Friday morning saw Lower Manhattan taken over by a climactic celebration: The United States women's national soccer team (USWNT), three-time winners of the FIFA Women's World Cup, was treated to a parade in its honor. It was a wonderful day — soccer fans and New York residents lined up in their thousands to celebrate the team that brought the United States to the glory. But there's another side to the story: The USWNT parade had a dark side, and it's important to note that, too.
Sports parades, like the sports themselves, can be enormously unifying and galvanizing events. And as such, they can provide a ripe opportunity to advance some sort of message. While it's often overlooked, politics often track closely with the world of sports, in spite of however many people turn to athletics for escapist reasons. At the end of the day, it's ultimately no different from any other part of American life — oftentimes morally and politically fraught.
And there was no shortage of politics swirling around the parade. From the institutional side of thing, like the USWNT receiving substantially less in winnings than their male World Cup counterparts, to the functional, like how they were forced to play the Women's World Cup on artificial turf. In short, this world champion team has brought some major issues out in the open.
Pay These Players Fairly
So, maybe you're an average person working a regular job, and you don't have much sympathy for superstar athletes who're at the top of their sport. But you should care about equal treatment, and in this regard FIFA has done really poorly — the USWNT was awarded a mere $2 million for their victory, as compared to the $8 million awarded to all the men's teams that failed to make it out of the tournament's opening round.
Yes, you read that right: a men's team that didn't win a single game would still take home four times what the greatest women's team on Earth did.
And, as detailed by Huffington Post, the discrepancy looks even more stark when you add the total amounts paid to all teams in the field — $15 million for the women, and a staggering $576 million for the men. That, in simple terms, is a horrifying pay gap, and it ought to change. Regardless of whether the Women's World Cup reaps less profit than the men's version, the fact remains that a championship team should not be short-shrifted by virtue of its gender. After all, it's not like FIFA can't afford it.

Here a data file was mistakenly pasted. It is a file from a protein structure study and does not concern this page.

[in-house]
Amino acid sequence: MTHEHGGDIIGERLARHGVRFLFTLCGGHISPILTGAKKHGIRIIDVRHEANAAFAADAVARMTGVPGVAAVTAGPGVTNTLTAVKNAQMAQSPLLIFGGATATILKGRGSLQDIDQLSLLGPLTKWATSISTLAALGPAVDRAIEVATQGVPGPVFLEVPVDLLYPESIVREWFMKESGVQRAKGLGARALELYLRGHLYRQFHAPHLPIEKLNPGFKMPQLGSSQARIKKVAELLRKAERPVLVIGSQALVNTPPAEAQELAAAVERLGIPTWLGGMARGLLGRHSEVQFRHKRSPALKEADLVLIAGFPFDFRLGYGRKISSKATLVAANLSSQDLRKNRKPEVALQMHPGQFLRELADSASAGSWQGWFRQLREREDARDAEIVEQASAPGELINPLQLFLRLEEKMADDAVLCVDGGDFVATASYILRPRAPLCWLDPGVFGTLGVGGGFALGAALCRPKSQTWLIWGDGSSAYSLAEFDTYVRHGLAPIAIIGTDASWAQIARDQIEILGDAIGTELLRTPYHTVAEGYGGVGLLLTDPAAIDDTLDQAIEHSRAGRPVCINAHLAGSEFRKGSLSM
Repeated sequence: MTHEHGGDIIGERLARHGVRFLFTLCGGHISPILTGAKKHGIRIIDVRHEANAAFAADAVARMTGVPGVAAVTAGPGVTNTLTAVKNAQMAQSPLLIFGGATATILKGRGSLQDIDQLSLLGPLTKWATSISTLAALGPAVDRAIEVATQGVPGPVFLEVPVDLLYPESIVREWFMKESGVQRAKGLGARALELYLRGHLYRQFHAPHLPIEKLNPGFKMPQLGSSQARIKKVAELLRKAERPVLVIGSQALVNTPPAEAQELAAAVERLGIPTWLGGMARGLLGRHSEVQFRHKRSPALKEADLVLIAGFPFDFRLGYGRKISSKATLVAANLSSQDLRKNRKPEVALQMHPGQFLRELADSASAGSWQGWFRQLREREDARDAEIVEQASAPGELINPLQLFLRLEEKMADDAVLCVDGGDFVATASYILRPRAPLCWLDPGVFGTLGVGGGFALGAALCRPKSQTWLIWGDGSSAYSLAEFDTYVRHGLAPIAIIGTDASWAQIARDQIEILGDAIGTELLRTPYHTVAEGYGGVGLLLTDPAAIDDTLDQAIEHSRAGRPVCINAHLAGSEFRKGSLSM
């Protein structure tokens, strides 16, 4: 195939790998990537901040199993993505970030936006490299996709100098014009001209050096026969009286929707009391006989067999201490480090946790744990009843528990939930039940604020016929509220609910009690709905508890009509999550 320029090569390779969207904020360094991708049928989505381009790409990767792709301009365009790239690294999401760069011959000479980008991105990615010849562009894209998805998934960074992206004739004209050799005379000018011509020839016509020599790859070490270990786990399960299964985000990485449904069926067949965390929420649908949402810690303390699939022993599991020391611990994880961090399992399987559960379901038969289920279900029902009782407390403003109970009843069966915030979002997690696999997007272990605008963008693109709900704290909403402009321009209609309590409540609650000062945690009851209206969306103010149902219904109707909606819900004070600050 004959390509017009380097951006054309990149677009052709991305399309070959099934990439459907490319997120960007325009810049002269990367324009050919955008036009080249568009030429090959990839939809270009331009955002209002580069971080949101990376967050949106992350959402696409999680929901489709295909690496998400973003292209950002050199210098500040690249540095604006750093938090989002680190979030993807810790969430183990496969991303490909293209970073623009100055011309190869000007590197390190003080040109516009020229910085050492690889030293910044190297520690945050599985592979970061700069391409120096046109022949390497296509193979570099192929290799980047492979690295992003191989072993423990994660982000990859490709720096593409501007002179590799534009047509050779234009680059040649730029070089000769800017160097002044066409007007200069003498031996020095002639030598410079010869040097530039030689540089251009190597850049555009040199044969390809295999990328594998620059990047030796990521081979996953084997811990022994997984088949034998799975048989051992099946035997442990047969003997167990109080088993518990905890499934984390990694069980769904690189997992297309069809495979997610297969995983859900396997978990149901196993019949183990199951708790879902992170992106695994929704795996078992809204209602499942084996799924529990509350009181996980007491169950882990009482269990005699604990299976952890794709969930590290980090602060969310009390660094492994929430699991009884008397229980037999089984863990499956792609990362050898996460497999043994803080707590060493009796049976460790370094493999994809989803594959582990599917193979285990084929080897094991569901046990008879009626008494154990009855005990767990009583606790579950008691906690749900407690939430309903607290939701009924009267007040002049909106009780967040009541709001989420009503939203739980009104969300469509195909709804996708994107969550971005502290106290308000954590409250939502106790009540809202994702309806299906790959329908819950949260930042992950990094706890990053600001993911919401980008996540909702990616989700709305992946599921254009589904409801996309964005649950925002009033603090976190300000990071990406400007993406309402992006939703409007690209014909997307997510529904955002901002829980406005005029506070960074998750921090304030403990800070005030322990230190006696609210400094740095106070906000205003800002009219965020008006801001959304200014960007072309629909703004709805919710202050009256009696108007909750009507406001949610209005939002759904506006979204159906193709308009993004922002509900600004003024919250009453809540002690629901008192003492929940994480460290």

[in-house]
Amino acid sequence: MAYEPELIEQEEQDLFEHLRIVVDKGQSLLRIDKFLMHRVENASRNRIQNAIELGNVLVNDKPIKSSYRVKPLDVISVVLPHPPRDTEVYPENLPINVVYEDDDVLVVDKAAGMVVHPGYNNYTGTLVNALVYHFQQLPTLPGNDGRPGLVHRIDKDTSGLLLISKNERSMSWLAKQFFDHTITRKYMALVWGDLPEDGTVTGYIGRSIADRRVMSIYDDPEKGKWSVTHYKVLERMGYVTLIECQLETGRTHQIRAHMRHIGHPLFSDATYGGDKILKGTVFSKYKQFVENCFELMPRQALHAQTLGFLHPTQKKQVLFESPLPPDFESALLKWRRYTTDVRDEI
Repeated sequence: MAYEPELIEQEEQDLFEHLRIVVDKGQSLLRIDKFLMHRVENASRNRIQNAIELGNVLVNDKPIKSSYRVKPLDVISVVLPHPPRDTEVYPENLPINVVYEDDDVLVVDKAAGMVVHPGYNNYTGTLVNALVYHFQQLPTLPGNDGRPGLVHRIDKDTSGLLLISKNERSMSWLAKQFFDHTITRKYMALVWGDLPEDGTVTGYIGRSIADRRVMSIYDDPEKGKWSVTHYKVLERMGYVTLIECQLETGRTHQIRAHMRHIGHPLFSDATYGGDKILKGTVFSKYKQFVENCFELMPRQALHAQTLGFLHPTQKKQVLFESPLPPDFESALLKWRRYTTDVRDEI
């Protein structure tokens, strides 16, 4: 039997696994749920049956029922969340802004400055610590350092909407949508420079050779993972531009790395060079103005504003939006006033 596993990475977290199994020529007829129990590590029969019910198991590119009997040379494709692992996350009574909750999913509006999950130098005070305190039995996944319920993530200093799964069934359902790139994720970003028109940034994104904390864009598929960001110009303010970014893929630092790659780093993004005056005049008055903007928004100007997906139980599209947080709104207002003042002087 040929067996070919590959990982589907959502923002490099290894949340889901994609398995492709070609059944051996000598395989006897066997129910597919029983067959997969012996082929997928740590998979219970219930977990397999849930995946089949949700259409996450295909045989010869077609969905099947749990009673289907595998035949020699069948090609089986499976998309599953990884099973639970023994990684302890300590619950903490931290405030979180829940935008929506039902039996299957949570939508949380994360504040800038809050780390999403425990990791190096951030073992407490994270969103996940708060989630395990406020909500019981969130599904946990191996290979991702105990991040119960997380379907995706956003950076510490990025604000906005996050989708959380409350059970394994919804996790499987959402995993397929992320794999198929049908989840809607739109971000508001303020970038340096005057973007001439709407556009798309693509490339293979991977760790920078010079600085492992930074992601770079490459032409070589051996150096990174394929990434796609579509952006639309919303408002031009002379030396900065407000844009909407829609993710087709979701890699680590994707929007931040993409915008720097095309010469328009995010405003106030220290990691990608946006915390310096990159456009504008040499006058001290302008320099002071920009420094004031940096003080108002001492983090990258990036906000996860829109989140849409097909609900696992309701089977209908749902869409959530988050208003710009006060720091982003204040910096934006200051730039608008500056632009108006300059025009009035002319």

Stop Piggybacking, Major League Soccer
This stirred up a fair amount of controversy, considering the aforementioned tension over FIFA's treatment of male and female players. Basically, Major League Soccer (MLS) — the major, entirely male soccer league across North America — joined in on the parade with their own float, a fact which some people were not so thrilled about.
Fortunately, it didn't end up being a spotlight-stealing affair — the float reportedly centered around promotion of women's youth soccer, which is a perfectly admirable message. But it nonetheless rubbed some people the wrong way, sparking criticism of MLS' relationship with women's soccer when the spotlights aren't as bright.
We Need To Support Women's Reproductive Rights, Too
The parade played host to some celebrators from reproductive rights organizations, and that deserves a little recognition: Much like women's soccer players, women's rights groups have struggled of late as abortion protections installed by Roe vs. Wade fall like dominoes.
Therefore, it should probably come as little surprise that women's health advocates would be fired up about this historic team — staff from both Planned Parenthood and NARAL Pro-Choice NY were in attendance, as shown in tweets from the organizations.
Where Are All The Sponsors?
This might be the saddest single element of the whole parade, on par with the USWNT only earning one-fourth what the men's champ did. It also costs a whole lot of money to throw a proper, hero's welcome-style parade. And, as it turns out, the awesome spectacle Friday was brought to you in large part by... the state of New York!
That's because of the alarming dearth of sponsors for the event. According to the New York Post, perilously few sponsors have backed the parade. In fact, so few sponsors stepped forward that the city is having to cover the difference. That's reportedly a whopping $1.5 million, money that ideally wouldn't need to be spent.
The Post quoted the National Organization for Women's New York city and state president Sonia Ossorio, who put it about as well as anyone.
If corporations are not falling over themselves to be associated with these champions, then they’re missing out. Everyone is watching, and these women are household names. I don’t know why companies wouldn’t want to be a part of this.
Image: Getty Images